Budget airline Ryanair is cancelling 40 to 50 flights every day for the next six weeks in a bid to improve its punctuality, but many passengers have been left stranded after being given "no notice" about the cancellations.
The Irish-based airline said strikes in Europe, air traffic control issues and bad weather had caused its punctuality level to drop to "unacceptable" levels, and that it also had a backlog of staff leave to clear by the end of the year.
"Ryanair's on-time performance has declined from 90 per cent to under 80 per cent over the past two weeks, a figure that is unacceptable to Ryanair and its customers," the airline said in a statement.
The cancellations could affect up to 400,000 passengers, who will be offered alternative flights or refunds.
The airline cancelled 80 flights on Saturday and 82 on Sunday, leaving many passengers stranded when they were told via text message that their flights had been scrapped.
"We got no notice and have to stay an extra three days in Rome with no help or support from Ryanair," one Twitter user said.
"We're out 400 euro ($600) already and we still have to get to Monday before the next available flight. It's madness. I'll never fly Ryanair again."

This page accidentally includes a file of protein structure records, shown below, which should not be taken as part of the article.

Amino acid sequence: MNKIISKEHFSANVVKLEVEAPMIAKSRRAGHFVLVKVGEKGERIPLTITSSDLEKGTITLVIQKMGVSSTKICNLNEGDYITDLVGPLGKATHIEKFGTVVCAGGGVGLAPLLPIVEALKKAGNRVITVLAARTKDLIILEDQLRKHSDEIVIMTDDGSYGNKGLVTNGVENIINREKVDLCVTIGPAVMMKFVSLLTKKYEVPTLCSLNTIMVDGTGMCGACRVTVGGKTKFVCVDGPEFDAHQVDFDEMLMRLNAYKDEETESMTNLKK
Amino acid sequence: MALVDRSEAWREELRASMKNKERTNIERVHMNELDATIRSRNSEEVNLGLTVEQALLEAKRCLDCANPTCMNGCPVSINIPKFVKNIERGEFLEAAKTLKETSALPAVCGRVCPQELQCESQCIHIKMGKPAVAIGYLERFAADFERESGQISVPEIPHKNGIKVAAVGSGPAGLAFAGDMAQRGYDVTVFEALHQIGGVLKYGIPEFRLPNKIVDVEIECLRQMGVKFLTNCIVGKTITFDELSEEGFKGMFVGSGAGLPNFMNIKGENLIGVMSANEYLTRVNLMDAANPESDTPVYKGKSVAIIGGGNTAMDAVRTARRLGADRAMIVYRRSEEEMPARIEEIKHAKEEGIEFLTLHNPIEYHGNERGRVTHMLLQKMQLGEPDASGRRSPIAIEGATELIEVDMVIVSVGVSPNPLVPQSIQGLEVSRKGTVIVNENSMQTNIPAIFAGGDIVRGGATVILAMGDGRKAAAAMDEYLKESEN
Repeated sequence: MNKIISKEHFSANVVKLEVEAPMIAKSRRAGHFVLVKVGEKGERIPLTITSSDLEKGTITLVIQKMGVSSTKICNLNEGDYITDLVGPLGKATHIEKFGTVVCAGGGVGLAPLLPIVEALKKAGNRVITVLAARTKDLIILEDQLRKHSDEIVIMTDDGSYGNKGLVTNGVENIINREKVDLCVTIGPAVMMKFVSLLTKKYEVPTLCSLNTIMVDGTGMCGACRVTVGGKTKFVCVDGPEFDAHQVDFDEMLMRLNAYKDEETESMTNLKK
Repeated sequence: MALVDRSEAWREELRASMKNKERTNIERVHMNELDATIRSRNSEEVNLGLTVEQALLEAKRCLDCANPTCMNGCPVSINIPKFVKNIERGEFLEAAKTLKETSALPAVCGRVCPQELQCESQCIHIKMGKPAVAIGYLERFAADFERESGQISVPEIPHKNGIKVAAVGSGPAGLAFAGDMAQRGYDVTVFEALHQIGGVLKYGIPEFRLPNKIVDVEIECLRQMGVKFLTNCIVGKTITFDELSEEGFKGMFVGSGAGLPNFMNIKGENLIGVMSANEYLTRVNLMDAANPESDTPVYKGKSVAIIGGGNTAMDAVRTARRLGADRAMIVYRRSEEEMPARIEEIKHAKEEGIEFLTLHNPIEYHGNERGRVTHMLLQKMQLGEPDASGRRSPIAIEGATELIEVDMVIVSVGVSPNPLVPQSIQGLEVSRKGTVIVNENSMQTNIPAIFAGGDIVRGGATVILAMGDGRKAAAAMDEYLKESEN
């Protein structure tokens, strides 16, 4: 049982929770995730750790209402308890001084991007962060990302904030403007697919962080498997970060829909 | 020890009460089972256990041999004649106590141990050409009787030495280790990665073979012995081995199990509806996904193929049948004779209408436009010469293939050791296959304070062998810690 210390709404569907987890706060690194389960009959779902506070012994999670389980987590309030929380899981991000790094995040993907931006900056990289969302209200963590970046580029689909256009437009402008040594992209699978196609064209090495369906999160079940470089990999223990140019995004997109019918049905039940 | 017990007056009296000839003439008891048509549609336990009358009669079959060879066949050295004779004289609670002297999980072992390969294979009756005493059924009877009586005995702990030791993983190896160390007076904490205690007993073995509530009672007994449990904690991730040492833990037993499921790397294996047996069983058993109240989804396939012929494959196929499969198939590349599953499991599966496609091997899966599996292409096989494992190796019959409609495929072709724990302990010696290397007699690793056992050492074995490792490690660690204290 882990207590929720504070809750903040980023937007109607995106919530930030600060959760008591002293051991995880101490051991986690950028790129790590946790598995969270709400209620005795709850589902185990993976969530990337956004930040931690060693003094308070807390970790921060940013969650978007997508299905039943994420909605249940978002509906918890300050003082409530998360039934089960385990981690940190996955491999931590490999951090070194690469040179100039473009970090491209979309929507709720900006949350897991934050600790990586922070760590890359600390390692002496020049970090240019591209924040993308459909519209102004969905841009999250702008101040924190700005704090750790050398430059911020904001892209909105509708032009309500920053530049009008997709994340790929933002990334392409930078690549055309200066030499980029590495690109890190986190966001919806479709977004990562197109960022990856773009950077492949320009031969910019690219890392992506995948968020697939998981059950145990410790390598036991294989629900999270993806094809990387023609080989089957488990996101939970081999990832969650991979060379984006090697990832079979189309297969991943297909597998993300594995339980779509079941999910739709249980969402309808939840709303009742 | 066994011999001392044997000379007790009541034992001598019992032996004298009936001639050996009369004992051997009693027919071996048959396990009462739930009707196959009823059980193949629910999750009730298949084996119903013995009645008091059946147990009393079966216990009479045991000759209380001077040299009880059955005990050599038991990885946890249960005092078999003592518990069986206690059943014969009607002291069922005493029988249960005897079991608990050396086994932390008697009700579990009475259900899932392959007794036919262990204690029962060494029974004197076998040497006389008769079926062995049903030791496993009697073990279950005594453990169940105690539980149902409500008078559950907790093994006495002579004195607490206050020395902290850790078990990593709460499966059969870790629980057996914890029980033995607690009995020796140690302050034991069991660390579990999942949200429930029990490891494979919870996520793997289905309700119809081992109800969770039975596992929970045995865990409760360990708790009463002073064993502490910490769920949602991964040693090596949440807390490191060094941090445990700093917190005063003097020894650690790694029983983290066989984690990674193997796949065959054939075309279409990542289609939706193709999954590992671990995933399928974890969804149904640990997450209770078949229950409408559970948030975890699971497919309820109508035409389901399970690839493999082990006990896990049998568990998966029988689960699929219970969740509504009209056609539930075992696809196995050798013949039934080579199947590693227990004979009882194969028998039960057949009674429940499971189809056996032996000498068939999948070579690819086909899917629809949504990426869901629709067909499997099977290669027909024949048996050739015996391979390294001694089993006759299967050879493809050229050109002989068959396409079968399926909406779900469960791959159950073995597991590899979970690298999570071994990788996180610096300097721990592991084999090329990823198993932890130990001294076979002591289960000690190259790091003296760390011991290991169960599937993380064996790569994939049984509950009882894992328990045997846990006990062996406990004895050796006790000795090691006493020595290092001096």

Another Twitter user said they found out their flight was cancelled by checking the website on the morning of their flight.
"We're due to fly at 10:00am and still haven't received an email and it's on the website the flight is cancelled! Never fly with them again," the user wrote at 7:00am.
Ryanair has not confirmed which other flights will be cancelled over the next six weeks, causing angst for many customers who have already booked travel with the airline.
"Release a list of flights with more than 24 hours' notice please, so people can actually arrange alternative ways to travel," one Twitter user said.
"Publishing the cancelled flights for the next two days… why not publish them all? Shambles of a company," said another.
Ryanair said the cancellations, which make up less than 2 per cent of their 2,500 daily flights, would improve the "operational resilience" of their schedules.
"We apologise sincerely to the small number of customers affected by these cancellations, and will be doing our utmost to arrange alternative flights and/or full refunds for them," the airline said.